Calvin University's official student newspaper since 1907

Calvin University Chimes

Since 1907
Calvin University's official student newspaper since 1907

Calvin University Chimes

Calvin University's official student newspaper since 1907

Calvin University Chimes

Grassroots floor promotes diversity through intentional community

A Halloween party representing three generations of Grassroots floor members. Photo Courtesy Rachel Weaver,

What is the Grassroots floor? Grassroots (formally known as the Mosaic floor) was started in 1996 and originally made up the second floors of Kalsbeek-Huizenga. It was created to promote diversity in an intentional community. In light of UnLearn week it seems fitting to emphasize a floor that maintains the ideals of UnLearn week during the entire year. According to the Calvin website the Grassroots floor engages in:

  • Fostering genuine community where Christ’s love and compassion is shown toward one another in all aspects of life, whether in the classroom or everyday living on the floor.
  • Developing awareness of issues related to race and racism in the North American context, particularly in the areas of history, culture, economics and politics.
  • Developing awareness and maturity in regards to our own racial identity and cultural awareness.
  • Improving communication skills and intercultural skills to build relational bridges and resolve conflict.

When asked to define this floor, sophomore Kimo Cox said “2nd vR (van Reken) is like a home. It’s like a big family where people are open and not afraid to say what’s on their minds in a respectful and loving manner.”

Resident assistant (RA) Kurt Delos Trino elaborated on this by saying “It’s a community that invests and engages in racial reconciliation through conversation, fellowship and learning in a class.” Delos Trino explained it is a goal of members of 2nd vR to “be able to reach out to those who don’t know about racial reconciliation and [improve in] teaching those people to learn and continue to engage in [anti-racism].”

Calvin has set very specific learning outcomes for this floor. Calvin’s website states that students who live on the Grassroots floor are expected to be able to “think, work, and move across boundaries—in diverse environments with a range of people, use skills and techniques learned on the floor in conflict resolution, improve anti-racism and anti-bias practices, develop and use communication skills and intercultural communication skills, link theory and practice through their own experience both as citizens and in professions, and seek out multiple perspectives — inside perspectives as well as outside ones.”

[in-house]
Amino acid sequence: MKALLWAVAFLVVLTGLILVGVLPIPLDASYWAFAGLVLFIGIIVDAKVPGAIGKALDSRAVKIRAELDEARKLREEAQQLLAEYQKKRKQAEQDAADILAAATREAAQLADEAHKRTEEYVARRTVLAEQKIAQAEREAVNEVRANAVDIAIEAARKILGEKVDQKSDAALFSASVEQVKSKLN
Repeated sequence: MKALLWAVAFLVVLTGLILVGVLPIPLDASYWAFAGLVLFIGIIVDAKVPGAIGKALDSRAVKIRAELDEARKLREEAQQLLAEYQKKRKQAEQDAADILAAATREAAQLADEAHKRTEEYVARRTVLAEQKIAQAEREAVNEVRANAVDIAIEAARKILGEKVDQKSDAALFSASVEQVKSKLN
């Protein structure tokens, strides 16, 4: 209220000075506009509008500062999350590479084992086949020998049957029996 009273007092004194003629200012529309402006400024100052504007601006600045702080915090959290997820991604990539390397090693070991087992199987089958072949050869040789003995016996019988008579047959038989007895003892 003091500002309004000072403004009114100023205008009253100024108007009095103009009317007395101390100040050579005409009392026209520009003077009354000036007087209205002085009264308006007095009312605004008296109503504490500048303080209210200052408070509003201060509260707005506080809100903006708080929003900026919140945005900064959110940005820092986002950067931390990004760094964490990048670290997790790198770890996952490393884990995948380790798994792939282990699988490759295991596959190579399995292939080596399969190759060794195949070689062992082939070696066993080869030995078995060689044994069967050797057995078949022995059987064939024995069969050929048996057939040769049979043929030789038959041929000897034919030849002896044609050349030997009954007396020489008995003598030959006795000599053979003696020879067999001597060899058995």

James Owens, a first year resident on the Grassroots floor, explains that despite “just being a small community right now,” his hope is that “over the years it will grow to engage the entire college in similar conversations of racial diversity in America.” He believes it is vital that this cross-campus invitation to think more critically about issues of discrimination becomes a year-long process, not confined to one week’s programming.

Owens, like many others on his floor, wants to see a change in the way the rest of Calvin students view their role on campus.

“I want to invite people into this community and [for them] to comfortably participate in conversations and then also prompt them to participate in conversations they aren’t as comfortable with,” Owens said.

Delos Trino reiterates this with his hope that “people know that [Grassroots] welcomes every single person here and that this floor isn’t just for AHANA (Asian, Hispanic/Latino, African, and Native American) students. We want to teach people about grassroots, about anti-racism, and racial reconciliation. Come and have a conversation about our purpose here.”

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